When I became pregnant with my second child, I had this false sense that since it was my second pregnancy, it would go so much smoother. I knew to expect each pregnancy would be different. Yet, I hoped my first pregnancy would help me feel more prepared, stronger, and calmer. I was okay until I got a phone call with a horrible sentence I never expected to hear.
“You have failed your glucose tolerance test; you have gestational diabetes.”
What is Gestational Diabetes?
For those of you who may not know, gestational diabetes is caused by hormones in your body during pregnancy. Those hormones block the use of insulin in your cells, making your glucose (aka sugar) levels rise. This rise in sugar is in your blood stream, but also in your baby’s through the placenta. It does tend to resolve itself once baby is born.
I sat there holding the phone, half dazed. I had just been asleep in preparation for working an overnight shift. After asking the doctor to repeat what she said, I found out I failed my glucose tolerance test by a few points. From there I proceeded to feel a mix of emotions. First off, I was scared– scared of the unknown as with any pregnancy. Even though I am a nurse, this was a shocking diagnosis that I had no control over, and of which I had only a slight understanding. What did this mean for my body? How could I have gestational diabetes? I’m fairly healthy! (Trust me, there was some slight denial that occurred over the next few months).
Then came the guilt. What did this mean for my baby? Would she be okay? The worst thought that crossed my mind was, did I do this to her? Am I harming my baby? The answer was no, as I continued to learn.This was not my fault, and although gestational diabetes can cause some serious complications, it was something I could monitor and control.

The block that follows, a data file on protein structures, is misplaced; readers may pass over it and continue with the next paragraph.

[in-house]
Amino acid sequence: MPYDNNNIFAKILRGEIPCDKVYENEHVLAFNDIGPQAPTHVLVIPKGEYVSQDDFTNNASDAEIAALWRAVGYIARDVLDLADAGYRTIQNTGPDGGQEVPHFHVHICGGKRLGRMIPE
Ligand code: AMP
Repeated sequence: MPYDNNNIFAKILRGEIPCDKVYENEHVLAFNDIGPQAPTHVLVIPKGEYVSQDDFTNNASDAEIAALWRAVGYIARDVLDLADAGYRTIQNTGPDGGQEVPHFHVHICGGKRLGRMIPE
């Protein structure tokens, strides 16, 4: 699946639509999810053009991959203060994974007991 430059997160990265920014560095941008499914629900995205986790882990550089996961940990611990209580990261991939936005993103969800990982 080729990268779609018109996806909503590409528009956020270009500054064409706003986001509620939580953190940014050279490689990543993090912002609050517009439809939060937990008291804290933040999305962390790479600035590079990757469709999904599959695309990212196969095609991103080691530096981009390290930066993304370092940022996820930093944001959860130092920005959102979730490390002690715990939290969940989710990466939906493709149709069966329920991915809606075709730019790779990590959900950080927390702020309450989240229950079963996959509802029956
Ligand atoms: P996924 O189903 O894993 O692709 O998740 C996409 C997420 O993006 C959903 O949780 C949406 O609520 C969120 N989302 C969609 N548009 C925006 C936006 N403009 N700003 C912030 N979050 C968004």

Living with Gestational Diabetes
One of the biggest things I had to accept with gestational diabetes was that I had no control over having gestational diabetes. The only things I could do were monitor my blood sugars and watch what I ate. Then, I needed to keep in contact with my OB to keep my baby as safe and healthy as possible. This meant no more binge eating my favorite Ben and Jerry’s ice cream, or eating as much chips and queso as I wanted on date night. Luckily for my pregnancy, I was able to control my blood sugar with diet. After meeting with a diabetes educator, I started reading all of our labels for carbohydrates, writing down my blood sugars and what I ate. At first, I dreaded counting my carbs and having to make sure I portioned out a specific amount of pasta, changing our meal plans for my family. But it did force me to take that jump into trying new meals for our family.
This diagnosis helped teach my family to eat smaller meals/snacks throughout the day, instead of eating larger meals. It forced me to look harder at our labels and see how much sugar is in everything we eat. It helped me to find other snacks that would help with my cravings. (I highly recommend Chobani flip yogurts. They were the perfect carb snack amount for me). I finally chose to reach out for help to other moms for advice and support, which ended up helping me make a great friendship with another mom going through the same thing. Now we laugh about how glad we are to eat pancakes, cookies, and donuts with our little girls.
Even with this unsuspected diagnosis, I was incredibly blessed with the birth of my beautiful, healthy daughter. We did have a few bumps along the road that we completely expected with GD, such as an early birth, but that is all a blur in the past now. I still remember all the overwhelming feelings of fear and guilt when finding out I had gestational diabetes. However, once provided with the proper resources from my OB and diabetes educator, my pregnancy went fairly smoothly. Now my little girl is about to turn one!
Have you had gestational diabetes? What words of support can you offer to moms facing the same challenge?